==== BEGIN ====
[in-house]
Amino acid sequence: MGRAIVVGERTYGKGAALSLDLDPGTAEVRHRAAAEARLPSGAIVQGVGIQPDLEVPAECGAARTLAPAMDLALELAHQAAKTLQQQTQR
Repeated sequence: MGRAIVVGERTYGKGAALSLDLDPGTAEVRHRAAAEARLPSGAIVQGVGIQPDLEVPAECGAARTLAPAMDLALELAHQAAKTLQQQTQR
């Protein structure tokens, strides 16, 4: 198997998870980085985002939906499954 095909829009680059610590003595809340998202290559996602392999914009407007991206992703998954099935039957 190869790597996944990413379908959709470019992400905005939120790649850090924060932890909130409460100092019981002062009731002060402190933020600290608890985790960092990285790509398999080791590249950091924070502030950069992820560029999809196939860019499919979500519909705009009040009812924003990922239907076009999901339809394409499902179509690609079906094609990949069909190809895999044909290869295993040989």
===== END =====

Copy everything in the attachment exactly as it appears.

[in-house]
Amino acid sequence: MGRAIVVGERTYGKGAALSLDLDPGTAEVRHRAAAEARLPSGAIVQGVGIQPDLEVPAECGAARTLAPAMDLALELAHQAAKTLQQQTQR
Repeated sequence: MGRAIVVGERTYGKGAALSLDLDPGTAEVRHRAAAEARLPSGAIVQGVGIQPDLEVPAECGAARTLAPAMDLALELAHQAAKTLQQQTQR
């Protein structure tokens, strides 16, 4: 198997998870980085985002939906499954 095909829009680059610590003595809340998202290559996602392999914009407007991206992703998954099935039957 190869790597996944990413379908959709470019992400905005939120790649850090924060932890909130409460100092019981002062009731002060402190933020600290608890985790960092990285790509398999080791590249950091924070502030950069992820560029999809196939860019499919979500519909705009009040009812924003990922239907076009999901339809394409499902179509690609079906094609990949069909190809895999044909290869295993040989």